Add a new version of reviews

In this module, you deploy a new version of the reviews service, _v2_, which will return the number and star color of ratings provided by reviewers. In a real-world scenario, before you deploy, you would perform static analysis tests, unit tests, integration tests, end-to-end tests and tests in a staging environment.

  1. Deploy the new version of the reviews microservice without the app=reviews label. Without that label, the new version will not be selected to provide the reviews service. As such, it will not be called by the production code. Run the following command to deploy the reviews microservice version 2, while replacing the label app=reviews by app=reviews_test:

    $ curl -s https://raw.githubusercontent.com/istio/istio/master/samples/bookinfo/platform/kube/bookinfo.yaml | sed 's/app: reviews/app: reviews_test/' | kubectl apply -l app=reviews_test,version=v2 -f -
    deployment.apps/reviews-v2 created
    
  2. Access your application to ensure the deployed microservice did not disrupt it.

  3. Test the new version of your microservice from inside the cluster using the testing container you deployed earlier. Note that your new version accesses the production pods of the ratings microservice during the test. Also note that you have to use the pod IP to access your new version of the microservice, because it is not selected for the reviews service.

    1. Get the IP of the pod:

      $ REVIEWS_V2_POD_IP=$(kubectl get pod -l app=reviews_test,version=v2 -o jsonpath='{.items[0].status.podIP}')
      $ echo $REVIEWS_V2_POD_IP
      
    2. Send a request to the pod and see that it returns the correct result:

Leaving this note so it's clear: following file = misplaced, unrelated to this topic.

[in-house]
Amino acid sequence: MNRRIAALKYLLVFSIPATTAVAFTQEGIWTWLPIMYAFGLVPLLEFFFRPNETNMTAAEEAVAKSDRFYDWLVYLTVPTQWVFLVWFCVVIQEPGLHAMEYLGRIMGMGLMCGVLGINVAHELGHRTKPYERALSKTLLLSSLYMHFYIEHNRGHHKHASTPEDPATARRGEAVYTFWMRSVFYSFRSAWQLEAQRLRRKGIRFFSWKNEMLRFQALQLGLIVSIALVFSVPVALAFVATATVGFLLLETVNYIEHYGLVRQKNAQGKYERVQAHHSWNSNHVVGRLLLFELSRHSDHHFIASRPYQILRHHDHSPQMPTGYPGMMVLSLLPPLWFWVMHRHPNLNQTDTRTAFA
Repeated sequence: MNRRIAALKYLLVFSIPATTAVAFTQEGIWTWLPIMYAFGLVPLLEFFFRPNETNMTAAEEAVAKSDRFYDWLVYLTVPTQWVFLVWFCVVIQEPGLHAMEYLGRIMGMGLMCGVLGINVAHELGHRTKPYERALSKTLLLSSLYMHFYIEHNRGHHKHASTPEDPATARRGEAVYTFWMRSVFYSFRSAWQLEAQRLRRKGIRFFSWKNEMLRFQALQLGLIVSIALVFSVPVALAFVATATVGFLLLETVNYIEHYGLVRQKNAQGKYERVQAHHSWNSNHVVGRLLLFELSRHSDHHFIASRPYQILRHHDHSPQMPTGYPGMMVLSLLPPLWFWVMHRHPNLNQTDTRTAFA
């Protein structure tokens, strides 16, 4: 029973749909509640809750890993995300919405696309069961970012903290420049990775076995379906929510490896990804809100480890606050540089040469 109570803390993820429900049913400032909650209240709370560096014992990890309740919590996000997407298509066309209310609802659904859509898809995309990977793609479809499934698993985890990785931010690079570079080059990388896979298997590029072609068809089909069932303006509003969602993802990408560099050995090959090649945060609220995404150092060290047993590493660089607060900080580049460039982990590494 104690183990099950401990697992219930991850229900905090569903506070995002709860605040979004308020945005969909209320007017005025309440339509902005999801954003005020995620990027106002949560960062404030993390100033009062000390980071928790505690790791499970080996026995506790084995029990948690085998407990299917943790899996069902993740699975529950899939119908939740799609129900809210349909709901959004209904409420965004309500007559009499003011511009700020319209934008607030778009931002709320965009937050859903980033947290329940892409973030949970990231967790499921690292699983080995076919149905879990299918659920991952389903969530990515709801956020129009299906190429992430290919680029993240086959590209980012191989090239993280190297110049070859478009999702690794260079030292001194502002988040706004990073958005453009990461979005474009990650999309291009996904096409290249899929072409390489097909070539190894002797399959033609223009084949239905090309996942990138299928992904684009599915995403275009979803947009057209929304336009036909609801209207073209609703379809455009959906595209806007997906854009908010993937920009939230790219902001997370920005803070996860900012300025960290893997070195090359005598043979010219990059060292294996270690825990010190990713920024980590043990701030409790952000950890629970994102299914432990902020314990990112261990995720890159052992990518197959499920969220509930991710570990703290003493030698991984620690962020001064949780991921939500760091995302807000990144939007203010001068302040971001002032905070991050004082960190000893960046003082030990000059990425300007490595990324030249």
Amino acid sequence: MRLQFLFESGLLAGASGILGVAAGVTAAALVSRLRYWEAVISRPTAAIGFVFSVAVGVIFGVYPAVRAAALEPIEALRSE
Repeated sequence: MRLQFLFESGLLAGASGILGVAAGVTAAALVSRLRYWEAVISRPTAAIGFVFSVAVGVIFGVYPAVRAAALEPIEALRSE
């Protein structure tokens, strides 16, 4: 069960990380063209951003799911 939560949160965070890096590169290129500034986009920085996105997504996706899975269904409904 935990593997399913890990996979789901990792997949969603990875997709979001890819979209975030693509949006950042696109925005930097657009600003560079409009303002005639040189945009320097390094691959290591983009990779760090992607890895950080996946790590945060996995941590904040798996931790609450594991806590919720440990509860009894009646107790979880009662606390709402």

$ kubectl exec $(kubectl get pod -l app=sleep -o jsonpath='{.items[0].metadata.name}') -- curl "$REVIEWS_V2_POD_IP:9080/reviews/7"
      {"id": "7","reviews": [{  "reviewer": "Reviewer1",  "text": "An extremely entertaining play by Shakespeare. The slapstick humour is refreshing!", "rating": {"stars": 5, "color": "black"}},{  "reviewer": "Reviewer2",  "text": "Absolutely fun and entertaining. The play lacks thematic depth when compared to other plays by Shakespeare.", "rating": {"stars": 4, "color": "black"}}]}
      
    3. Perform primitive load testing by sending a request 10 times in a row:

      $ kubectl exec $(kubectl get pod -l app=sleep -o jsonpath='{.items[0].metadata.name}') -- sh -c "for i in 1 2 3 4 5 6 7 8 9 10; do curl -o /dev/null -s -w '%{http_code}\n' $REVIEWS_V2_POD_IP:9080/reviews/7; done"
      200
      200
      ...
      
  4. The previous steps ensure that your new version of reviews will work and you can deploy it. You will deploy a single replica of the service into production so the real production traffic will start to arrive to your new service version. With the current setting, 75% of the traffic will arrive to the old version (three pods of the old version) and 25% will arrive to the new version (a single pod).

    To deploy reviews v2, redeploy the new version with the app=reviews label, so it will become addressable by the reviews service.

    $ kubectl label pods -l version=v2 app=reviews --overwrite
    pod "reviews-v2-79c8c8c7c5-4p4mn" labeled
    
  5. Now, you access the application web page and observe that the black stars appear for ratings. You can access the page several times and see that sometimes the page is returned with stars (approximately 25% of the time) and sometimes without stars (approximately 75% of the time).

    Bookinfo Web Application with black stars as ratings
    Bookinfo Web Application with black stars as ratings
  6. If you encounter any problems with the new version in a real-world scenario, you could quickly undeploy the new version, so only the old version will be used: